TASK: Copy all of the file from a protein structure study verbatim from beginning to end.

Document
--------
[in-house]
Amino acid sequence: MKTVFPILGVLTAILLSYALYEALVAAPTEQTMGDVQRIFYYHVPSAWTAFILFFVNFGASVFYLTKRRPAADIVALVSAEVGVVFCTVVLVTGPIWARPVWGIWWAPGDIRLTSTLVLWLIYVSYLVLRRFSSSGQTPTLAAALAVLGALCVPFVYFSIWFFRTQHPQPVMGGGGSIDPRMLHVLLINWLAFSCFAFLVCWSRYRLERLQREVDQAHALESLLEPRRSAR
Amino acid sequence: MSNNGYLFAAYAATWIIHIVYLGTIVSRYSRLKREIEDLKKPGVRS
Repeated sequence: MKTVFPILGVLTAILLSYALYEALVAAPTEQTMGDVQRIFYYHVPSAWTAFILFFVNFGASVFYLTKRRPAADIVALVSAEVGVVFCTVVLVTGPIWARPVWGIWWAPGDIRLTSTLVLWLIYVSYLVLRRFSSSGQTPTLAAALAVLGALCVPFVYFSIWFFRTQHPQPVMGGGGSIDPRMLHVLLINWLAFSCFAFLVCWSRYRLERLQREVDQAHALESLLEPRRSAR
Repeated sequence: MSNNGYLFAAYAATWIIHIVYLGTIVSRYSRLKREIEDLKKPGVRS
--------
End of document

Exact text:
[in-house]
Amino acid sequence: MKTVFPILGVLTAILLSYALYEALVAAPTEQTMGDVQRIFYYHVPSAWTAFILFFVNFGASVFYLTKRRPAADIVALVSAEVGVVFCTVVLVTGPIWARPVWGIWWAPGDIRLTSTLVLWLIYVSYLVLRRFSSSGQTPTLAAALAVLGALCVPFVYFSIWFFRTQHPQPVMGGGGSIDPRMLHVLLINWLAFSCFAFLVCWSRYRLERLQREVDQAHALESLLEPRRSAR
Amino acid sequence: MSNNGYLFAAYAATWIIHIVYLGTIVSRYSRLKREIEDLKKPGVRS
Repeated sequence: MKTVFPILGVLTAILLSYALYEALVAAPTEQTMGDVQRIFYYHVPSAWTAFILFFVNFGASVFYLTKRRPAADIVALVSAEVGVVFCTVVLVTGPIWARPVWGIWWAPGDIRLTSTLVLWLIYVSYLVLRRFSSSGQTPTLAAALAVLGALCVPFVYFSIWFFRTQHPQPVMGGGGSIDPRMLHVLLINWLAFSCFAFLVCWSRYRLERLQREVDQAHALESLLEPRRSAR
Repeated sequence: MSNNGYLFAAYAATWIIHIVYLGTIVSRYSRLKREIEDLKKPGVRS